The Nokia E7 has a tilting 4" AMOLED touchscreen with nHD resolution and a four row slide-out QWERTY keyboard. It's got high-end connectivity - 10.2Mbps HSDPA, 2Mbps HSUPA, Wi-Fi b/g/n, Bluetooth 3.0, A-GPS and Cell-ID positioning along with USB On-The-Go.
The Nokia E7 highlights list continue with an 8MP camera with dual-LED flash, 720p video capture, and 16GB of built-in storage. Unfortunately though, it turned out that the promising shooter is lacking autofocus, which takes some of the fun out.
There's HDMI port with Dolby Digital Plus surround sound support. The Nokia E7 weighs a hefty 176 grams - but that's because it's made of anodized aluminum.
The Nokia E7 display uses the new ClearBlack technology, which promises darker blacks, better sunlight legibility and lower power usage. The E7 is expected to cost around 495 euro (637 USD) before taxes and subsidies.
Having already spend some time with the E7 we can easily agree with the description of Anssi Vanjoki - this thing is BIG. But luckily those bits about its great build quality and sleek design turned out true, too.
By the way, here's a hands-on video of the Nokia E7 that we shot at the event.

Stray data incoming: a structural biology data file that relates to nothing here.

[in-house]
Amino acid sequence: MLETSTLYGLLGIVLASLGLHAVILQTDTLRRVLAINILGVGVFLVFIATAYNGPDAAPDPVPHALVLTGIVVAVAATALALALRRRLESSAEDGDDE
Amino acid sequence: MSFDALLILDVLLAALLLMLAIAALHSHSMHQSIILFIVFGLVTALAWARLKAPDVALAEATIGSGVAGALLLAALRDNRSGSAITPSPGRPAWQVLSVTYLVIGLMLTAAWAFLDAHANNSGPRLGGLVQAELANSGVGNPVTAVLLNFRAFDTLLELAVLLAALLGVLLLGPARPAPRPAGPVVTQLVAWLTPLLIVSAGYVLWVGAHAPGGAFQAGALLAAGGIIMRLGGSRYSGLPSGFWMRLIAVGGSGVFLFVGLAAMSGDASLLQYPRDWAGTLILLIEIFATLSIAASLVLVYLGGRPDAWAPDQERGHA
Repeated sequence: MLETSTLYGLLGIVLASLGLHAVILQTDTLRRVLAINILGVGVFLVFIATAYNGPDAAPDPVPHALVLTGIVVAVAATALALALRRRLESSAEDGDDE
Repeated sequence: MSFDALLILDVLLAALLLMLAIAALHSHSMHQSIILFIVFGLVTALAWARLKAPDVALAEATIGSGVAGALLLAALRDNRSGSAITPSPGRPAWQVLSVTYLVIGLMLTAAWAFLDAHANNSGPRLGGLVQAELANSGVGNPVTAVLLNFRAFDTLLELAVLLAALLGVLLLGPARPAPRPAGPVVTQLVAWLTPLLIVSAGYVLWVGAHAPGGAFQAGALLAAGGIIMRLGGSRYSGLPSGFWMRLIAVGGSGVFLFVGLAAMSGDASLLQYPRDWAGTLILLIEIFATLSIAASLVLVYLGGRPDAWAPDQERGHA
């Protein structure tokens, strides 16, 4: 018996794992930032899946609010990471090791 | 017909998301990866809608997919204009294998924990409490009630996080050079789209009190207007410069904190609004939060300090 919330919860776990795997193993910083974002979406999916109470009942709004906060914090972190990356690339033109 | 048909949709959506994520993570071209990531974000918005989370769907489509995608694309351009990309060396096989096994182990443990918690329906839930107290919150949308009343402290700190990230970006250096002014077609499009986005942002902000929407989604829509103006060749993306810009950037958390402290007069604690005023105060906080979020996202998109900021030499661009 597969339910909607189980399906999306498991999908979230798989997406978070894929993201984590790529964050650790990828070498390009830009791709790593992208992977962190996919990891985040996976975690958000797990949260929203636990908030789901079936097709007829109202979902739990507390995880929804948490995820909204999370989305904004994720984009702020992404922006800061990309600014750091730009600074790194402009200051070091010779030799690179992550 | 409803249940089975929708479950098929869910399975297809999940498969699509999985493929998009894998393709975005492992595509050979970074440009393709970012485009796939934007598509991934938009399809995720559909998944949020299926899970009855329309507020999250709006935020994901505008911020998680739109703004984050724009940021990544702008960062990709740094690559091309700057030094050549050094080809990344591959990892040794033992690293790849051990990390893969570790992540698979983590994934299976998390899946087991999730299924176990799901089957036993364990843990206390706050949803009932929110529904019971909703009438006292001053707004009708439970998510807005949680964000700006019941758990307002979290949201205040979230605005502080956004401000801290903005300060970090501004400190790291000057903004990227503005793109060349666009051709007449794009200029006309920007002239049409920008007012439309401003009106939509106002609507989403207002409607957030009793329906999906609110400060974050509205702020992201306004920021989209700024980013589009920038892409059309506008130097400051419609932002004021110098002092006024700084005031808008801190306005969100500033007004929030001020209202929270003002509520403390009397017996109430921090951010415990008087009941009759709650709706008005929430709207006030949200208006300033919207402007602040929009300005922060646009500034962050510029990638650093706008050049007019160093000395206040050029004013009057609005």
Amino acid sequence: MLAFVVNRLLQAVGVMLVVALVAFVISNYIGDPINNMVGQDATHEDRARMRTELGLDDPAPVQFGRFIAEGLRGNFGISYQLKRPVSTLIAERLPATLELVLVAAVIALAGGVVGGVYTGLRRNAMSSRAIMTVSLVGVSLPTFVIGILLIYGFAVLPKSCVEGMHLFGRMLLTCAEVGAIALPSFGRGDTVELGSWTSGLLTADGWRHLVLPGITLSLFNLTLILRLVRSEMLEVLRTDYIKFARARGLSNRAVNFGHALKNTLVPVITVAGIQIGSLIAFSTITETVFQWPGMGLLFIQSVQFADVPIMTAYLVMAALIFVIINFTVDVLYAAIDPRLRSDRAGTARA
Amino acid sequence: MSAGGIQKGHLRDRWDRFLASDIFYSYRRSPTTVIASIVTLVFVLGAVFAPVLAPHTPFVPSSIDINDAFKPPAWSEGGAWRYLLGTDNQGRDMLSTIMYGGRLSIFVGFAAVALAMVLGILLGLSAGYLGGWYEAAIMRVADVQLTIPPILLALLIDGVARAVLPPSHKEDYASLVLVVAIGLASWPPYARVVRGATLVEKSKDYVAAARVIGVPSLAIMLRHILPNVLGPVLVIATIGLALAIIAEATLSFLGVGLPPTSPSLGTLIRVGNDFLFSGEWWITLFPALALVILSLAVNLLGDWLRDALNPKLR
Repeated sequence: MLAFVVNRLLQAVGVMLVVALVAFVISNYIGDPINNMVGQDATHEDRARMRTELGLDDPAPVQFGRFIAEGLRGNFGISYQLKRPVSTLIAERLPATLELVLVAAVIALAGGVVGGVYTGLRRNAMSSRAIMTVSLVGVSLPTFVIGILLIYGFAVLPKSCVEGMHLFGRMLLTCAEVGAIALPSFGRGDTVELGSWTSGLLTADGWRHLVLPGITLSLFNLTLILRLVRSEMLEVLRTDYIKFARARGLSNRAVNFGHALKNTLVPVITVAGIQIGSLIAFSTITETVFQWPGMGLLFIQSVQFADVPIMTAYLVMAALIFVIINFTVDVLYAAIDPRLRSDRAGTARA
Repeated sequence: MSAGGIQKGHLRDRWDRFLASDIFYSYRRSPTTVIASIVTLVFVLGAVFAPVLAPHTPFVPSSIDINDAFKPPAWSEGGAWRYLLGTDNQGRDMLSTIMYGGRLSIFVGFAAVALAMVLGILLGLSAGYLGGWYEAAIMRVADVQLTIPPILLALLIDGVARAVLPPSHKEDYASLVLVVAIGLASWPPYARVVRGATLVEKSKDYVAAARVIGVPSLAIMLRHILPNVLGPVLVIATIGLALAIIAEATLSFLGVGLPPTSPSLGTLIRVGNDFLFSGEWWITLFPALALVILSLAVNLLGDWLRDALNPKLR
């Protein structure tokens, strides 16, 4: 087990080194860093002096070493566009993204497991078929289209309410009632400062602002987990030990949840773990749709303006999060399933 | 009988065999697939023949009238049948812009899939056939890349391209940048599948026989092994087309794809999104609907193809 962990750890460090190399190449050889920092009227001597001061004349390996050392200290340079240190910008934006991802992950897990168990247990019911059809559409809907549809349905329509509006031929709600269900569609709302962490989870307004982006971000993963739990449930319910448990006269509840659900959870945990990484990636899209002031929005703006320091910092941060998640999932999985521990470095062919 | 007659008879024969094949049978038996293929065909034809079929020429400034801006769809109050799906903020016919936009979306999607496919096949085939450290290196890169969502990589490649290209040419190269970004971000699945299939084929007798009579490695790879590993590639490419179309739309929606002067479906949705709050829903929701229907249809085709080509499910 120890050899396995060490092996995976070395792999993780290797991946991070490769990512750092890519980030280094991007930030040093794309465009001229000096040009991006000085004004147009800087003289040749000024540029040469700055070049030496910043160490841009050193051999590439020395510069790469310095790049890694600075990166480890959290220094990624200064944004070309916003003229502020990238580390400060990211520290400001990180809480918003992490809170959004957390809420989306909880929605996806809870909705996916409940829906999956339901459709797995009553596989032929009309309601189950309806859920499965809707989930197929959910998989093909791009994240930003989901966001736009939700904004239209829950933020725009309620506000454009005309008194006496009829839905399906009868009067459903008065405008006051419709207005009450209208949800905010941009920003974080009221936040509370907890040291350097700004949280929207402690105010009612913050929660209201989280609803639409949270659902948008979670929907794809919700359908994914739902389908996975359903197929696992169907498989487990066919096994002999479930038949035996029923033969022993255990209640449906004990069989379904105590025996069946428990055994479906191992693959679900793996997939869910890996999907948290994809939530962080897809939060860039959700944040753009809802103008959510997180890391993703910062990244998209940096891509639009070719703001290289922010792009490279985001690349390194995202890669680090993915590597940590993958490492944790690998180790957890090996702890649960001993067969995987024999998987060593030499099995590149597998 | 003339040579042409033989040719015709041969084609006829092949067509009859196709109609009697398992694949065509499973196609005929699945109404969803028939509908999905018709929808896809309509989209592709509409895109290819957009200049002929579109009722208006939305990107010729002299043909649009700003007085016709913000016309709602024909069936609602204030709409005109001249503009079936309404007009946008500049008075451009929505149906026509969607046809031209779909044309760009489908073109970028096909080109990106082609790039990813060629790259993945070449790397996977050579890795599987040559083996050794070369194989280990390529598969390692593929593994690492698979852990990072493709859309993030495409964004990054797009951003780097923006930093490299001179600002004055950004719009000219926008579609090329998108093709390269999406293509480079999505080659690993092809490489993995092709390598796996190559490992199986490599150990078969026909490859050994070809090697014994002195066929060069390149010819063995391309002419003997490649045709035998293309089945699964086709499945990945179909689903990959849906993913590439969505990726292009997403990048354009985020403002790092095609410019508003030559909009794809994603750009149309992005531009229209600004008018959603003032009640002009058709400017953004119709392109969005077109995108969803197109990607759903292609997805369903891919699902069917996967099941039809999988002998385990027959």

The Nokia E7 is certainly not easy to handle if you have smaller hands but it certainly is great to look at. The keyboard feels very comfortable as one would expect from a device that claims to succeed the omnipresent Nokia E90 communicator. Just how can the successor sport a resolution lower than its predecessor is a whole different question, which we can't answer at this point.
The resolution aside, the Nokia E7 Clear Black display does look pretty good. Its viewing angles are comparable, although not quite as good as the ones on the iPhone 4. The typically high for AMOLED screen contrast makes everything go live on the screen and the display doesn't seem to have too many reflections, which suggests that it will be easily visible under direct sunlight.
Finally, a quick thought about the user interface. It does seem to do everything they promised at the announcement - fix most Symbian^1 flaws, but retain the same structure. Now depending on how you look at it that second part could either be good news or bad news but we would rather stay positive at this stage.
After all Symbian is still the most popular smartphone platform out there so people are quite used to it. And that means they will be able to find their way around the Symbian^3 OS quite easily too.
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